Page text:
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Crosnoe, Robert; Johnson, Monica Kirkpatrick; & Elder, Glen H., Jr. (2004). School Size and the Interpersonal Side of Education: An Examination of Race/Ethnicity and Organizational Context. Social Science Quarterly, 85(5), 1259-1274.


Objective: The purpose of this study was to extend research on the connection between school size and student outcomes by examining how school size was related to interpersonal processes and whether the interpersonal effects of school size varied by race/ethnicity.
Methods: We applied multilevel modeling techniques to a sample of 14,966 students in 84 schools from the National Longitudinal Study of Adolescent Health.
Results: Increasing school size was associated with decreasing student attachment to school and to teachers as well as extracurricular participation. Student attachment and teacher bonding diminished with increasing school size at a decreasing rate (reaching minimums in schools with between 1,700–2,000 students), but extracurricular participation dropped at a steady rate. These patterns did not differ substantially by race/ethnicity.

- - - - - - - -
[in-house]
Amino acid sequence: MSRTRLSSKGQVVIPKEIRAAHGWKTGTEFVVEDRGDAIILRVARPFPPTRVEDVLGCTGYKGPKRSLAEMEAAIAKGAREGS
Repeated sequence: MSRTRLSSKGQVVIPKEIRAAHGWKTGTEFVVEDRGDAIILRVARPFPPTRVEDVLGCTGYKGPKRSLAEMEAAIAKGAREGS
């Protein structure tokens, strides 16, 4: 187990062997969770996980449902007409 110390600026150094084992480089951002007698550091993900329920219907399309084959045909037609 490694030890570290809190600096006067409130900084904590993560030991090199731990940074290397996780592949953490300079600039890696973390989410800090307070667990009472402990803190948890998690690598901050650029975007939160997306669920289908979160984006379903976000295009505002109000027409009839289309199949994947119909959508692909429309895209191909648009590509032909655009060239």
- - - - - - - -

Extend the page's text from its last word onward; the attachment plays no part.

Conclusions: The size of the educational institution influences interpersonal dynamics among actors in the institution and does so similarly across student groups. More generally, this research demonstrates the importance of organizational characteristics for social life.


Reference Type

Journal Article

Year Published


Journal Title

Social Science Quarterly


Crosnoe, Robert
Johnson, Monica Kirkpatrick
Elder, Glen H., Jr.